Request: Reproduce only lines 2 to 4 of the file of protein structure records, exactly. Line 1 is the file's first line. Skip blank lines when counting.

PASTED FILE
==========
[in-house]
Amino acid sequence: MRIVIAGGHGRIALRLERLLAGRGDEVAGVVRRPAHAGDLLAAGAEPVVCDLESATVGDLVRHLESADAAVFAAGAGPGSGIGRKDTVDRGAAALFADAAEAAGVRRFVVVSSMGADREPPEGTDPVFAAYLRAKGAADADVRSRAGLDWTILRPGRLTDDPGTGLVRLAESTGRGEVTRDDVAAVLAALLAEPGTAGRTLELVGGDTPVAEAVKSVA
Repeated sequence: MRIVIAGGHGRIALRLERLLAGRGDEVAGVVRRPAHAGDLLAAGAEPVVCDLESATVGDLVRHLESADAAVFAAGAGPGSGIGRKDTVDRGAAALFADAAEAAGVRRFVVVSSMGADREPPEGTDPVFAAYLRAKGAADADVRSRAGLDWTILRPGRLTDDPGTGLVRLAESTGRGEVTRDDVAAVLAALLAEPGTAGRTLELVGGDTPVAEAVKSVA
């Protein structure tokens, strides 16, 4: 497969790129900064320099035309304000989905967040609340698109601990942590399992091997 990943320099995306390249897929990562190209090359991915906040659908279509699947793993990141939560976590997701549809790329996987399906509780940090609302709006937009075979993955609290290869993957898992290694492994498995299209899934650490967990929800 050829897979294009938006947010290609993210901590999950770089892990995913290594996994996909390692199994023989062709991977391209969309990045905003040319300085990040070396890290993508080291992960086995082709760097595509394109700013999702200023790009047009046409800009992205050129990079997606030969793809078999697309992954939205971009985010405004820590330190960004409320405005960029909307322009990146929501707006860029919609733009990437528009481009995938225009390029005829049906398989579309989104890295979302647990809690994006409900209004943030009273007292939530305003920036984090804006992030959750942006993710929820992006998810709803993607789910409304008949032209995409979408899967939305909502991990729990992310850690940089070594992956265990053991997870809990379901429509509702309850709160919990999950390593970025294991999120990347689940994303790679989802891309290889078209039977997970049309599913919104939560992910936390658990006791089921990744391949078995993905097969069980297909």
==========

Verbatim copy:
Amino acid sequence: MRIVIAGGHGRIALRLERLLAGRGDEVAGVVRRPAHAGDLLAAGAEPVVCDLESATVGDLVRHLESADAAVFAAGAGPGSGIGRKDTVDRGAAALFADAAEAAGVRRFVVVSSMGADREPPEGTDPVFAAYLRAKGAADADVRSRAGLDWTILRPGRLTDDPGTGLVRLAESTGRGEVTRDDVAAVLAALLAEPGTAGRTLELVGGDTPVAEAVKSVA
Repeated sequence: MRIVIAGGHGRIALRLERLLAGRGDEVAGVVRRPAHAGDLLAAGAEPVVCDLESATVGDLVRHLESADAAVFAAGAGPGSGIGRKDTVDRGAAALFADAAEAAGVRRFVVVSSMGADREPPEGTDPVFAAYLRAKGAADADVRSRAGLDWTILRPGRLTDDPGTGLVRLAESTGRGEVTRDDVAAVLAALLAEPGTAGRTLELVGGDTPVAEAVKSVA
């Protein structure tokens, strides 16, 4: 497969790129900064320099035309304000989905967040609340698109601990942590399992091997 990943320099995306390249897929990562190209090359991915906040659908279509699947793993990141939560976590997701549809790329996987399906509780940090609302709006937009075979993955609290290869993957898992290694492994498995299209899934650490967990929800 050829897979294009938006947010290609993210901590999950770089892990995913290594996994996909390692199994023989062709991977391209969309990045905003040319300085990040070396890290993508080291992960086995082709760097595509394109700013999702200023790009047009046409800009992205050129990079997606030969793809078999697309992954939205971009985010405004820590330190960004409320405005960029909307322009990146929501707006860029919609733009990437528009481009995938225009390029005829049906398989579309989104890295979302647990809690994006409900209004943030009273007292939530305003920036984090804006992030959750942006993710929820992006998810709803993607789910409304008949032209995409979408899967939305909502991990729990992310850690940089070594992956265990053991997870809990379901429509509702309850709160919990999950390593970025294991999120990347689940994303790679989802891309290889078209039977997970049309599913919104939560992910936390658990006791089921990744391949078995993905097969069980297909």